Books·Spring Book Preview

20 works of fiction from around the world to check out in the first half of 2018

Lovers of fiction should keep their eyes peeled for these books in the coming months.

Some great books from international authors are coming your way in 2018. Check them out!

The Perfect Nanny by Leïla Slimani

Leïla Slimani’s latest novel, The Perfect Nanny, won France’s top literary award, the Goncourt, and was the most read book in the country in 2016. The novel is now available in North America. (Getty Images/Penguin Random House)

What it's about:  Leïla Slimani's novel explores the darker sides of motherhood and domesticity. A hip, wealthy couple in Paris hire a seemingly perfect nanny named Louise to take care of their two children, but it is not long before tensions mount between the three adults, resulting in tragedy. 

When you can read it: Jan. 9, 2018

The Immortalists by Chloe Benjamin

Chloe Benjamin's latest novel, The Immortalists, is equal parts supernatural thriller and family drama. (Nathan Jandl)

What it's about: Four young siblings visit a fortune teller who informs them of the exact day, month and year each of them will die. Chloe Benjamin's novel is equal parts supernatural thriller and family drama.

When you can read it: Jan. 9, 2018

Grist Mill Road by Christopher J. Yates

Christopher J. Yates is a British writer based in New York City. (Picador/Circe)

What it's about: Grist Mill Road is a tale told from various perspectives about a woman seeking revenge in 1980s New York.

When you can read it: Jan. 9, 2018

Mouths Don't Speak by Katia D. Ulysse

Katia D. Ulysse is a fiction writer, born in Haiti. (Katia D. Ulysse/Akashic Books)

What it's about: An American of Haitian descent is forced to do some soul searching in the aftermath of the 2010 Haiti earthquake. 

When you can read it: Jan. 12, 2018

Everything Here Is Beautiful by Mira T. Lee

Mira T. Lee is a short story writer and novelist. ( Viking/Mira T. Lee)

What it's about: Mira T. Lee makes her debut with this novel about the ties that bind between two sisters who need each other more than they care to admit.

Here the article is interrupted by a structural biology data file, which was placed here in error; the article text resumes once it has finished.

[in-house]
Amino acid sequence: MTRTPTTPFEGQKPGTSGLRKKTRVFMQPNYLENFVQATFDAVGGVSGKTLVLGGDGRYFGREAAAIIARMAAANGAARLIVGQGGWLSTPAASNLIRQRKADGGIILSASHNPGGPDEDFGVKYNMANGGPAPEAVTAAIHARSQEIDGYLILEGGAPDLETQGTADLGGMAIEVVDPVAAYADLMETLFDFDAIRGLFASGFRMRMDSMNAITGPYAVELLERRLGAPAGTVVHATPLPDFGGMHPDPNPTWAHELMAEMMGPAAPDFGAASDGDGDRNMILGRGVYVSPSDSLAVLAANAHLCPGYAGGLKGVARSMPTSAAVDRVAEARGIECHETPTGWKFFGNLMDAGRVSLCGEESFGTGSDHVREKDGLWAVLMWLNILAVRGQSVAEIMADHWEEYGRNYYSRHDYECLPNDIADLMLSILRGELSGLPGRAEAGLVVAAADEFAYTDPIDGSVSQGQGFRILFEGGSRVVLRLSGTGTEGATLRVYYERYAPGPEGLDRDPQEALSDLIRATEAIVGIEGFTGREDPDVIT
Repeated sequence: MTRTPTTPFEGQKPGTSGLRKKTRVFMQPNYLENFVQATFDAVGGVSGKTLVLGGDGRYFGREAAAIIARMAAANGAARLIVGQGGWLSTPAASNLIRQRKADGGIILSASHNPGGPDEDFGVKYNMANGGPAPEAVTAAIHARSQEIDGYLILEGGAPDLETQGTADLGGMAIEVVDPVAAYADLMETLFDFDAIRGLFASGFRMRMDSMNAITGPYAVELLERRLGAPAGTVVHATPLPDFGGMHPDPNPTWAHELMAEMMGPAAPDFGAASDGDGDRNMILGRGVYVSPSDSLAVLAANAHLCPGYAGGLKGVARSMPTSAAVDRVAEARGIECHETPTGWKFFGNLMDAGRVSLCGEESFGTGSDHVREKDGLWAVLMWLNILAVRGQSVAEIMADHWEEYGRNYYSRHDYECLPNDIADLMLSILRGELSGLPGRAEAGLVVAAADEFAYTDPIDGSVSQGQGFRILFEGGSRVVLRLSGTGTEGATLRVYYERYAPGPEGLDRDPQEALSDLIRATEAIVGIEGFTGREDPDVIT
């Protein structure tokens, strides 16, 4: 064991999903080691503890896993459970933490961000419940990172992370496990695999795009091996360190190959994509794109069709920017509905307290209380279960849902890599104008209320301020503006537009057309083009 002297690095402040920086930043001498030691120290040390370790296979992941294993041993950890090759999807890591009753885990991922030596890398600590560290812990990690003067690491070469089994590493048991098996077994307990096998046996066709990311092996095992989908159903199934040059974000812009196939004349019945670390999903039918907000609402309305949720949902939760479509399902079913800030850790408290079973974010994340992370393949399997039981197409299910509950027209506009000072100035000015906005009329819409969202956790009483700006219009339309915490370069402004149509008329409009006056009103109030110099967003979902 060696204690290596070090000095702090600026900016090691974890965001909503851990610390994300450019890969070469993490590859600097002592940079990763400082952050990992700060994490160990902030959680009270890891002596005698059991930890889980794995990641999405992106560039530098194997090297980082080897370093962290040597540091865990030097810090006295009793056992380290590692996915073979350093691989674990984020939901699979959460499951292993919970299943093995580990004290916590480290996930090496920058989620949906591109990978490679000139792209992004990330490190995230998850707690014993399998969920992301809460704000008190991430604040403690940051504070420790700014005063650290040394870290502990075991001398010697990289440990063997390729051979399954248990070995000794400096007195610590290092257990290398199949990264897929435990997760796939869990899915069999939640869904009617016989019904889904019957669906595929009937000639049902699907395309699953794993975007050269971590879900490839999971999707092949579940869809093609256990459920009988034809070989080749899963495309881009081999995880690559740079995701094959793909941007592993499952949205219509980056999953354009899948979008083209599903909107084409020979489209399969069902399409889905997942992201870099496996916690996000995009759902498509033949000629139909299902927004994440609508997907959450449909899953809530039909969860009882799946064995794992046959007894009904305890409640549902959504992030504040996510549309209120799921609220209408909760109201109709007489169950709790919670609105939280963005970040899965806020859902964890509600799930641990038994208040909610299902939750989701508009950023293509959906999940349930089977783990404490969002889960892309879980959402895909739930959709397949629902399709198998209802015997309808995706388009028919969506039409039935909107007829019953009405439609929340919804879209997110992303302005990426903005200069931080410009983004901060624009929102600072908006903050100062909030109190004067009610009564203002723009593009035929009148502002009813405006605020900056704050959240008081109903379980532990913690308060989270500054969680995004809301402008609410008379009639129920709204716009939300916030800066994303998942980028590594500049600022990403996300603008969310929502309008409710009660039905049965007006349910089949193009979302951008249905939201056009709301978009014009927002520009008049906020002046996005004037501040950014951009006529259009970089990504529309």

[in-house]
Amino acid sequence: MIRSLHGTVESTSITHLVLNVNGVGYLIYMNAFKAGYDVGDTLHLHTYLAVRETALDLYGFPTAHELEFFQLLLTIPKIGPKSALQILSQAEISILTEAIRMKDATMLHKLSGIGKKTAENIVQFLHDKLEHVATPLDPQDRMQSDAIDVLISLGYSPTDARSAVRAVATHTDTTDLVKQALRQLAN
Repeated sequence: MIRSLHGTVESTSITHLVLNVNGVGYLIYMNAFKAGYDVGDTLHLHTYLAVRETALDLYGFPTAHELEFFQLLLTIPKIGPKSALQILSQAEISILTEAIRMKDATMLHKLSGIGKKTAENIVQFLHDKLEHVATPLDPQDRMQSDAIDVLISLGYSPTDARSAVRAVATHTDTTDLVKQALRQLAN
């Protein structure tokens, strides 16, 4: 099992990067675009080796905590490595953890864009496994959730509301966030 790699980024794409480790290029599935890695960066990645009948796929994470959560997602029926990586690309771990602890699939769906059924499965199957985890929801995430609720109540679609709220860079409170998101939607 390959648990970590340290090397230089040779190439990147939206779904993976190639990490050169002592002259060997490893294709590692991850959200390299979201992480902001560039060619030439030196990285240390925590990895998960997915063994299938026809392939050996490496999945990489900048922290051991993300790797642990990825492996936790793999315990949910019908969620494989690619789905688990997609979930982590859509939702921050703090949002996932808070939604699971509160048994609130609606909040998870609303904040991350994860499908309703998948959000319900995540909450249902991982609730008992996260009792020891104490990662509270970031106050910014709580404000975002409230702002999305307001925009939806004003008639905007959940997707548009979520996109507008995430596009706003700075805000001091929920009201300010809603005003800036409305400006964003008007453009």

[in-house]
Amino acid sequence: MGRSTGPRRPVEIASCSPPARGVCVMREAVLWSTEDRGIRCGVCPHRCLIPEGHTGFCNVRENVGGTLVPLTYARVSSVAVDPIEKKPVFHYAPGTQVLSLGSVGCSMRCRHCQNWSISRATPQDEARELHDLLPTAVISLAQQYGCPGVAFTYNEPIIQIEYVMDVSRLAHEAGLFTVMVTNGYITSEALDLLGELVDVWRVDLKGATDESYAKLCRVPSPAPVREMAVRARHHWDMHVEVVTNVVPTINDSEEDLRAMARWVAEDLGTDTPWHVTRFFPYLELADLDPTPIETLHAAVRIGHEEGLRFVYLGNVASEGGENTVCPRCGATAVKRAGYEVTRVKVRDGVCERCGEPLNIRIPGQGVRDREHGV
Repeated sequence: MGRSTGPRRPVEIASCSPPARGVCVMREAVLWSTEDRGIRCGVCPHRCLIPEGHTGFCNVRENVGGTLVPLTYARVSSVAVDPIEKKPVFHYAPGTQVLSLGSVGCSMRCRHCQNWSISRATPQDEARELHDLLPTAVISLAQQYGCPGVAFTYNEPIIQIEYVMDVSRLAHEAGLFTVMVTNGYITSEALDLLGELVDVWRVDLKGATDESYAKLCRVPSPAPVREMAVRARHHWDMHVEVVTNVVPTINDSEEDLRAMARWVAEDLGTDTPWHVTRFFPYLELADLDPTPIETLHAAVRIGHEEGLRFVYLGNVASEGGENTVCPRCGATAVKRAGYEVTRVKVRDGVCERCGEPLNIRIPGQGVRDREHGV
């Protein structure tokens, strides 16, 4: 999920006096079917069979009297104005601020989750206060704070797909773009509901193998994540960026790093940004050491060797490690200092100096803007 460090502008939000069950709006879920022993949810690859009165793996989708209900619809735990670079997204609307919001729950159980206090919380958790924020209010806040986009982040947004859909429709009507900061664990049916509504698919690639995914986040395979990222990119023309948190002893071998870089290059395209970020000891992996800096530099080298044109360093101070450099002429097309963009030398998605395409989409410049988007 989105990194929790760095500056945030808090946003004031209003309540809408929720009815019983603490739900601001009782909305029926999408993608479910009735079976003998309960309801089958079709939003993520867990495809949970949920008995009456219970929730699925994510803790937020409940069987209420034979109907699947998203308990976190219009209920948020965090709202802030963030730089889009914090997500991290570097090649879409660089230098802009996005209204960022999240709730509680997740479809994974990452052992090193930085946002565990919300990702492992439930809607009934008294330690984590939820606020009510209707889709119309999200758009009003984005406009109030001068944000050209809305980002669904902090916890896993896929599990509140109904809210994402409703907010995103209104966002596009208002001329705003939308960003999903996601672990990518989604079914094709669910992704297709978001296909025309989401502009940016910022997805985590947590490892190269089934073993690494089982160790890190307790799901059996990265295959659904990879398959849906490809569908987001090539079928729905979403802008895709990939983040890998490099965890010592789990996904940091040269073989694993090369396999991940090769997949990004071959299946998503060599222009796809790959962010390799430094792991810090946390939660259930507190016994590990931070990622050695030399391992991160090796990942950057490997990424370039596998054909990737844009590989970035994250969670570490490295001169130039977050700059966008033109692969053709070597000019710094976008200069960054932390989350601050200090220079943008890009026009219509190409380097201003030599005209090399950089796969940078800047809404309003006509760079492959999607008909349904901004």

When you can read it: Jan. 16, 2018

The Largesse of the Sea Maiden by Denis Johnson

Denis Johnson was an American short story writer and novelist. (Cindy Johnson/Random House)

What it's about: The late literary master offers up this story collection that examines old age, mortality and the unexpected ways the mysteries of the universe assert themselves. 

When you can read it: Jan. 16, 2018

The Sky Is Yours by Chandler Klang Smith

Chandler Klang Smith is a writer based in New York City. (Hogarth/chandlerklangsmith.com)

What it's about: Chandler Klang Smith delivers this debut novel that defies genre convention and features a dystopia populated by drugs, dragons and despots.

When you can read it: Jan. 23, 2018

An American Marriage by Tayari Jones

Tayari Jones is the author of An American Marriage. (Nina Subin, Thorndike Press)

What it's about: Newlyweds Celestial and Roy represent the American Dream of happiness and material success. Things, however, take a turn for the worse when Roy is arrested and Celestial turns to her husband's best friend for comfort. 

When you can read it: Feb. 6, 2018

Freshwater by Akwaeke Emezi

Akwaeke Emezi is an Igbo and Tamil writer and artist based in New York City. (Grove Press/Elizabeth Wirija)

What it's about: The debut of Akwaeke Emezi is a story about young Nigerian woman named Ada who develops separate selves within her as a result of being born "with one foot on the other side." 

When you can read it: Feb. 13, 2018

A Long Way From Home by Peter Carey

Peter Carey is a two-time Booker Prize-winning author. (Random House Canada)

What it's about: The author's latest work is set in 1953 with arrival of the tiny, handsome Titch Bobs, his beautiful doll of a wife, Irene, and their two children in the small town of Bacchus Marsh. The Australian family enters a car race and find themselves lost in a remote part of the country.